Healthier homemade tomato basil soup that is still rich and creamy with just pantry ingredients. Make it low fat or fancy it up with fresh basil. All ready in 30 minutes with these easy to follow step by step photo instructions.
Over the years, I have had "trouble" with tomato soup, specifically the canned stuff. I can't do it. The watered-down tomato-like taste. Just nothing redeeming about it.
I have occasionally made tomato soup with fresh tomatoes, generally the preferred method. The results have been very good. But I don't seem to have a great source of tomatoes on-demand, and honestly, it is more work than a simple soup should take.
The science part of me wants "reproducible" results. So I'm using ingredients that I can keep around with consistent quality.
A nice solid 4 for me. A bit higher for my wife.
You have choices here. The easiest will be crushed tomatoes. I have one I prefer so I'm good, but this is the main component, so you need to be happy with your choice.
You can also use whole or diced can tomatoes. You will need an emersion blender if you do.
If you want to use fresh tomatoes, you need a different recipe.
👨🍳Make it Lower Fat
The fat in this recipe is completely controlled by your choice of dairy to use.
Many recipes use heavy cream or at least half and half. I can not bring myself to do that. Non-fat evaporated milk is a common substitute and works great here.
You may also use cream, half and half, milk, or even chicken broth — your choice.
Yes, in many ways, it is an excellent source of antioxidants and some vitamins. My version is also very low in fat and calories, so it will fit almost any healthy diet.
Fresh basil will give a wonderful fresh taste but use dry if you need to. It will still be good.
The baking soda may seem odd to you. But it will neutralize the acid in the tomato, so it tastes less acidic, and the acid won't curdle the milk in the soup — both good things.
Since tomatoes are a natural product, they will vary some by ripeness and variety. A touch of sugar may be needed depending on your taste. Start at about ¼ teaspoon.
Foods like tomatoes, lemon products, vinegar, and many more, are acidic. Reactive cookware will react with acidic foods cooked in them and can leave a metallic taste in the food. It will also damage the reactive cookware.
Examples of reactive cookware would be aluminum, iron, and copper. I do love cast iron but not a good choice for tomatoes or other acidic ingredients.
Examples of non-reactive cookware are stainless steel, enamel, ceramic, glass, and non-stick cookware—the obvious choice for simmering things with acidic components.
A nice crusty bread is always good. But the classic is a grilled cheese sandwich.
Good refrigerated for 3-4 days. It can also be frozen for 3-4 months.
Notice both fresh and dry basil in the picture. It is one or the other.
If using fresh basil, prep 5 medium leaves by pinching off the stem, form a stack with the largest on the bottom and smallest on top. Roll from the stem end into a small "cigar". Cut into narrow ribbons by pulling the knife through the basil and not crushing it.
Add 28 oz canned crushed tomatoes to a large non-reactive saucepan. Add 1 teaspoon dry basil or the fresh basil, ½ teaspoon each of onion powder, garlic powder, kosher salt, and pepper. Also, add ½ teaspoon baking soda. Cover and simmer for 15 minutes.
Add 12 oz can of fat-free evaporated milk. Taste test for sweetness. Add ¼ teaspoon or more of sugar if desired, but I did not. You may also use cream, half and half, milk, or even chicken broth.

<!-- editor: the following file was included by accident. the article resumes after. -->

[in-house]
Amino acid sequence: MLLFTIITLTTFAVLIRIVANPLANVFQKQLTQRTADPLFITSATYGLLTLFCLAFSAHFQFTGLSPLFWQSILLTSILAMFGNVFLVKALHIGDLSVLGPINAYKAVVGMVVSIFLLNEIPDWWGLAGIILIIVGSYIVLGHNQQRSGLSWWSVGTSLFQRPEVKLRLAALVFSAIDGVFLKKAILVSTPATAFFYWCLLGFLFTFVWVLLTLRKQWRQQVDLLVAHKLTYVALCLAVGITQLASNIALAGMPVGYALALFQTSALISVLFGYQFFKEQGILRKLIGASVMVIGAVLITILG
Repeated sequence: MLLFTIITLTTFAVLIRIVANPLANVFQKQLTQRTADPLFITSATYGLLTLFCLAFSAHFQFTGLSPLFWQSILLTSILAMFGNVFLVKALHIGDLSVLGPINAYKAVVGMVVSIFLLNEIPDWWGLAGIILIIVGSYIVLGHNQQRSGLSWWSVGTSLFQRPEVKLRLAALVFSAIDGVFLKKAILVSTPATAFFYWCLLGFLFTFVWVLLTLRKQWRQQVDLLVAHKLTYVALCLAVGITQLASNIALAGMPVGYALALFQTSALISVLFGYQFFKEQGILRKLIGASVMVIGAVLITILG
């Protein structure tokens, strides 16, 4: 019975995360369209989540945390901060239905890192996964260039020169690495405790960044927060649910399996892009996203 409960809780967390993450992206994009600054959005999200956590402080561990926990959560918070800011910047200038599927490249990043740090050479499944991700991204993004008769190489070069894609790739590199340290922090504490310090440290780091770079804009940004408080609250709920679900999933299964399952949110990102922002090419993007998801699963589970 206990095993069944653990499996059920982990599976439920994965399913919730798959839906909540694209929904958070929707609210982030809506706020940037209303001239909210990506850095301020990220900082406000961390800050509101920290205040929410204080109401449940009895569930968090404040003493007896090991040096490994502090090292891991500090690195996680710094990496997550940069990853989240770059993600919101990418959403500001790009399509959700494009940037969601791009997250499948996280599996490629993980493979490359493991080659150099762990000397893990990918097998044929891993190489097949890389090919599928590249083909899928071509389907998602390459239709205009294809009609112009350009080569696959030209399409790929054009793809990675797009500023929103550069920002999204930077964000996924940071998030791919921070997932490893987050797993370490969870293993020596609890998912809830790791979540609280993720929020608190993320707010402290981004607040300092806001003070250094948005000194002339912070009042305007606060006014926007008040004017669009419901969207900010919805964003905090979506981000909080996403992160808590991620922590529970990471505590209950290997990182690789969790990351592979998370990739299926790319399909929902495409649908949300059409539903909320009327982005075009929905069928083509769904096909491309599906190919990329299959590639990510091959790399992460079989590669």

Simmer for 5 minutes more and serve.
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Tomato Basil Soup
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- 28 oz crushed tomatoes - one large can
- 12 oz Fat free evaporated milk
- 1 teaspoon dry basil - or 5 leaves fresh
- ½ teaspoon kosher salt
- ½ teaspoon pepper
- ½ teaspoon garlic powder
- ½ teaspoon onion powder
- ½ teaspoon baking soda
- sugar - optional if needed
- If using fresh basil, prep 5 medium leaves by pinching off the stem, form a stack with the largest on the bottom and smallest on top. Roll from the stem end into a small "cigar". Cut into narrow ribbons by pulling the knife through the basil and not crushing it.
- Add 28 oz canned crushed tomatoes to a large non-reactive saucepan. Add 1 teaspoon dry basil or the fresh basil, ½ teaspoon each of onion powder, garlic powder, kosher salt, and pepper. Also, add ½ teaspoon baking soda. Cover and simmer for 15 minutes.
- Add 12 oz can of fat-free evaporated milk. You may also use cream, half and half, milk, or even chicken broth.
- Taste test for sweetness. Add ¼ teaspoon or more of sugar if desired, but I did not.
- Simmer for 5 minutes more and serve.
- The tomatoes are key to this recipe. Use a brand you love. Do not use cheap generic tomatoes.
- I used crushed tomatoes but whole or diced can be used but you will need an immersion blender.
- The fresh basil is worth the trouble here, but a good dried basil will be fine.
- I suggest the non-fat evaporated milk, but you can use heavy cream, half and half, milk, or chicken broth.
- Testing for sweetness is necessary due to tomato variations.
- Good refrigerated for up to 4 days. Should freeze well for 3-4 months.
- The baking soda is somewhat the "secret ingredient". It will neutralize the acid in the tomato, so it tastes less acidic, and prevent the curdling of milk products in the soup.
To adjust the recipe size:
You may adjust the number of servings in this recipe card under servings. This does the math for the ingredients for you. BUT it does NOT adjust the text of the instructions. So you need to do that yourself.
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Originally Published January 13, 2019. Updated with expanded options, refreshed photos, and a table of contents to help navigation.